Schools are being urged to take more care over how they treat pupils who have been sexually abused by their classmates.
Tes can reveal that in many cases staff have failed rape victims by putting them back into classrooms with their alleged attackers.
MPs and charities have warned that schools are struggling to respond to ‘peer on peer’ sexual abuse because there is a “gap” in the government’s safeguarding guidance.
One senior figure on the frontline of supporting sufferers of sexual violence support told Tes she had nearly “lost count” of the number of victims she had seen who had been returned to the same class as their alleged attacker after reporting abuse.
Jocelyn Anderson, chief executive of West Mercia Rape and Sexual Abuse Centre since 2004, said: “It happens regularly… it’s not unusual.”
Teachers ‘shooting in the dark’
Labour MP Jess Philips told Tes she had come across a number of such cases, and that schools were “shooting in the dark” because of a lack of guidance from government.
Victims can end up being returned to the same classroom as their attacker after reporting abuse when police or legal proceedings are ongoing.
Ms Anderson said that of the 99 new referrals involving peer-on-peer abuse that her centre received in 2015-16, across Herefordshire and Worcestershire, at least 10 pupils were put in the position of going back into the classroom with the person who attacked them.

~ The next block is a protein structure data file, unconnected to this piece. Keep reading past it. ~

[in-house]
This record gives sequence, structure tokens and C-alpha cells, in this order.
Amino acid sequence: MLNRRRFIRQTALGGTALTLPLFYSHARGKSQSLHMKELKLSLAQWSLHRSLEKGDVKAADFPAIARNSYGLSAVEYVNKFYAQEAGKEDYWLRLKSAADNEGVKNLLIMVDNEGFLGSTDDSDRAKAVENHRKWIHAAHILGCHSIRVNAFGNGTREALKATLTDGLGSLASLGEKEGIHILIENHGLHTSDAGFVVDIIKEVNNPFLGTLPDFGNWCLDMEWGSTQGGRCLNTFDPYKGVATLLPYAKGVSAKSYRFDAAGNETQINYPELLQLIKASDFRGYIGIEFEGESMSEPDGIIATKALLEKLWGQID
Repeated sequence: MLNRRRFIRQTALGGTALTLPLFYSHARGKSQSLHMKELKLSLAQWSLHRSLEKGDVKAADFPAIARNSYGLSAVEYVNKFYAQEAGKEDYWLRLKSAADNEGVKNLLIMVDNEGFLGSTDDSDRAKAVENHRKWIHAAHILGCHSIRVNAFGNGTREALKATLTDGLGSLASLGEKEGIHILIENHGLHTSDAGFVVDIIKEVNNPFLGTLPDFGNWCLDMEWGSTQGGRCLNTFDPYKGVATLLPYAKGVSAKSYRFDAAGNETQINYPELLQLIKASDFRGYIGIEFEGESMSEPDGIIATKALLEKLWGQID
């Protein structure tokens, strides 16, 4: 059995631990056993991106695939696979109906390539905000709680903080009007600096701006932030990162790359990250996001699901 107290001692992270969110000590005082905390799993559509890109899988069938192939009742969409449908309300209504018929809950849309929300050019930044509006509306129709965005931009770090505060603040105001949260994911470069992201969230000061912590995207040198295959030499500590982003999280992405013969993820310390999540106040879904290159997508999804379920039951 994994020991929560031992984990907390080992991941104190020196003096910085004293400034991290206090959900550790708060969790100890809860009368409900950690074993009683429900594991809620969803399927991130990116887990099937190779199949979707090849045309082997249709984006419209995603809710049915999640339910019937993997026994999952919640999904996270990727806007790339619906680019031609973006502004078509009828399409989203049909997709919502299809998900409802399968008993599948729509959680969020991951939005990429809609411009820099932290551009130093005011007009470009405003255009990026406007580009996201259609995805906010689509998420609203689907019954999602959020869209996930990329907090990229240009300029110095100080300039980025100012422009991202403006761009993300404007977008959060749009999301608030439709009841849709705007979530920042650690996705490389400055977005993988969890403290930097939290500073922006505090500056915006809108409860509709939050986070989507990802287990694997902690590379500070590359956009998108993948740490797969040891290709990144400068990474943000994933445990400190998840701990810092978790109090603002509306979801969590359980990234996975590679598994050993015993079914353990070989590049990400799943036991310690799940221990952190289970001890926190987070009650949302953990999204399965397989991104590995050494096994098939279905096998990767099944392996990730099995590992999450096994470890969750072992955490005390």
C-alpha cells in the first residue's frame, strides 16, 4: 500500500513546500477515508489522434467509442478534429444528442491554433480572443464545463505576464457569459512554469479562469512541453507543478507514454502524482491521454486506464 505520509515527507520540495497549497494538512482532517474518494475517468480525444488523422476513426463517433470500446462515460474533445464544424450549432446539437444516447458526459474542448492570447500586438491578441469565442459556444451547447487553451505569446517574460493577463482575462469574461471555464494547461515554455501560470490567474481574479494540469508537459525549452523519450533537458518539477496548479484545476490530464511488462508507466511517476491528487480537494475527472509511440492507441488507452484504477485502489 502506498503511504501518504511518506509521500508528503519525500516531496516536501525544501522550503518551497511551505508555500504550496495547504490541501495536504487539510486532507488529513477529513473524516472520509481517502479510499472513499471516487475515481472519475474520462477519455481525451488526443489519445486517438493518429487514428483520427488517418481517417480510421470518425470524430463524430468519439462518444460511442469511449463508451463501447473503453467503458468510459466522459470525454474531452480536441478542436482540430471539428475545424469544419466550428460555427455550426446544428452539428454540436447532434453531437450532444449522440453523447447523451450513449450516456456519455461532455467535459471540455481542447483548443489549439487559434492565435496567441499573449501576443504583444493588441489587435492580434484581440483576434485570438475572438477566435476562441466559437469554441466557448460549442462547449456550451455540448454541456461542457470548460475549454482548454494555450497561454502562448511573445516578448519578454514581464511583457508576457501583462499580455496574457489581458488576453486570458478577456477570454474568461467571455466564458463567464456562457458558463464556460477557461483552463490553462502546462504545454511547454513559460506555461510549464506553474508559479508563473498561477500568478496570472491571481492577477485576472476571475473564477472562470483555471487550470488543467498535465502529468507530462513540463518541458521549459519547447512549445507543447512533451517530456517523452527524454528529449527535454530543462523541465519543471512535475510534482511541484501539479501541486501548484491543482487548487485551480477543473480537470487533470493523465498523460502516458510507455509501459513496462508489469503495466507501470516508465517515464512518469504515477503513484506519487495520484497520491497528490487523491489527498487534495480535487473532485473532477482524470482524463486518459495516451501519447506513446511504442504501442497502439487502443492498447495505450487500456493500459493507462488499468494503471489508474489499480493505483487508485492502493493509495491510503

“The schools tend to go down the line of ‘if it’s not proven by the police, there’s nothing we can do’,” she said. This amounted to “automatic prioritisation” of the attacker over the victim.
'There was nothing I could do'
One mother, whose 16-year-old daughter was raped out of school, said that her daughter’s alleged attacker, a fellow pupil, was arrested by police and released on bail, with one of the bail conditions being that he should not make contact with her. But the day after the arrest, the school put both pupils in the same classroom.
The girl’s mother said: "There was nothing I could do to get them to see that that is an impossible position to put her in." The school said there was nothing they could do because he was innocent until proven guilty.
"That is true in a legal sense, but it is absolutely not the line they would take if the alleged rapist were an adult. An adult on bail for rape would be suspended immediately."
The fact that schools are continuing to place victims in the same classrooms as their alleged attackers is partly attributed by MPs and charities to the inadequacy of government guidance on how such incidents should be dealt with. A report by the Women and Equalities Select Committee in September says that schools lack "guidance, training and structures to deal with incidents of sexual harassment and sexual violence", and that such cases were often "brushed aside…and not taken sufficiently seriously by school leaders".
A DfE spokeswoman said: "Sexual assault of any kind is an offence and must always be reported to the police. Schools should be safe places and we issue safeguarding guidance to protect pupils’ welfare. Our latest guidance was updated in September 2016 and includes a section on peer-on-peer abuse.
“We think the right laws are in place to enable teachers to take swift action to deal with underlying behaviours and stop it escalating but we will work with schools on whether further support is needed.”
This is an edited article from the 24 March edition of Tes. Subscribers can read the full article here. This week's Tes magazine is available in all good newsagents. To download the digital edition, Android users can click here and iOS users can click here